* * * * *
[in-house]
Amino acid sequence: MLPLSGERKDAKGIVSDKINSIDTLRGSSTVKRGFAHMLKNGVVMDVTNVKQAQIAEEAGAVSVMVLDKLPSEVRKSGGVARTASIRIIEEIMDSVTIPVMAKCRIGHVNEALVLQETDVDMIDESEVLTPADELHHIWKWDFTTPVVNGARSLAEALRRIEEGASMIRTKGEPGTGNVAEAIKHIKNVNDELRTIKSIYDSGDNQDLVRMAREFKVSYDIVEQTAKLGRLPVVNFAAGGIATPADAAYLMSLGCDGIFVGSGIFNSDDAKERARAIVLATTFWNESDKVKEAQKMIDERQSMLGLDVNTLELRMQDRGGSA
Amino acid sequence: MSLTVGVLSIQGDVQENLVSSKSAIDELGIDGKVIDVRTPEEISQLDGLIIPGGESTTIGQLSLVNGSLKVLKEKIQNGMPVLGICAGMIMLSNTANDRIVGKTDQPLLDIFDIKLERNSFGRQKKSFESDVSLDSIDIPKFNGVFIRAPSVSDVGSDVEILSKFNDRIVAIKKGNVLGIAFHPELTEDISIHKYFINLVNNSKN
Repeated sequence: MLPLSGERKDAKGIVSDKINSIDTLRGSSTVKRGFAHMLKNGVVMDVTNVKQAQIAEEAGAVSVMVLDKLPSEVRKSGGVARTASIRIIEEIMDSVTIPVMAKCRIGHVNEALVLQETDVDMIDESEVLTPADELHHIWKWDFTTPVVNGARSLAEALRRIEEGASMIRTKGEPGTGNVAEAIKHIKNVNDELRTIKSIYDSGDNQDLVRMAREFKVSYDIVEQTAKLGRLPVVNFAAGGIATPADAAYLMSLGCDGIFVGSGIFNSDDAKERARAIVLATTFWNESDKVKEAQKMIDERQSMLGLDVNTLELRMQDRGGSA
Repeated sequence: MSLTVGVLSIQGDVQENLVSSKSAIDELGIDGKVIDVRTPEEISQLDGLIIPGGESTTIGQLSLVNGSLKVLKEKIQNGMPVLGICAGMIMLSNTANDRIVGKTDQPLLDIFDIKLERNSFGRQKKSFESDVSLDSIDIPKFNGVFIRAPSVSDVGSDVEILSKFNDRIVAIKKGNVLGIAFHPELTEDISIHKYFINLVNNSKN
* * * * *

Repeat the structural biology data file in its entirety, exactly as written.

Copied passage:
[in-house]
Amino acid sequence: MLPLSGERKDAKGIVSDKINSIDTLRGSSTVKRGFAHMLKNGVVMDVTNVKQAQIAEEAGAVSVMVLDKLPSEVRKSGGVARTASIRIIEEIMDSVTIPVMAKCRIGHVNEALVLQETDVDMIDESEVLTPADELHHIWKWDFTTPVVNGARSLAEALRRIEEGASMIRTKGEPGTGNVAEAIKHIKNVNDELRTIKSIYDSGDNQDLVRMAREFKVSYDIVEQTAKLGRLPVVNFAAGGIATPADAAYLMSLGCDGIFVGSGIFNSDDAKERARAIVLATTFWNESDKVKEAQKMIDERQSMLGLDVNTLELRMQDRGGSA
Amino acid sequence: MSLTVGVLSIQGDVQENLVSSKSAIDELGIDGKVIDVRTPEEISQLDGLIIPGGESTTIGQLSLVNGSLKVLKEKIQNGMPVLGICAGMIMLSNTANDRIVGKTDQPLLDIFDIKLERNSFGRQKKSFESDVSLDSIDIPKFNGVFIRAPSVSDVGSDVEILSKFNDRIVAIKKGNVLGIAFHPELTEDISIHKYFINLVNNSKN
Repeated sequence: MLPLSGERKDAKGIVSDKINSIDTLRGSSTVKRGFAHMLKNGVVMDVTNVKQAQIAEEAGAVSVMVLDKLPSEVRKSGGVARTASIRIIEEIMDSVTIPVMAKCRIGHVNEALVLQETDVDMIDESEVLTPADELHHIWKWDFTTPVVNGARSLAEALRRIEEGASMIRTKGEPGTGNVAEAIKHIKNVNDELRTIKSIYDSGDNQDLVRMAREFKVSYDIVEQTAKLGRLPVVNFAAGGIATPADAAYLMSLGCDGIFVGSGIFNSDDAKERARAIVLATTFWNESDKVKEAQKMIDERQSMLGLDVNTLELRMQDRGGSA
Repeated sequence: MSLTVGVLSIQGDVQENLVSSKSAIDELGIDGKVIDVRTPEEISQLDGLIIPGGESTTIGQLSLVNGSLKVLKEKIQNGMPVLGICAGMIMLSNTANDRIVGKTDQPLLDIFDIKLERNSFGRQKKSFESDVSLDSIDIPKFNGVFIRAPSVSDVGSDVEILSKFNDRIVAIKKGNVLGIAFHPELTEDISIHKYFINLVNNSKN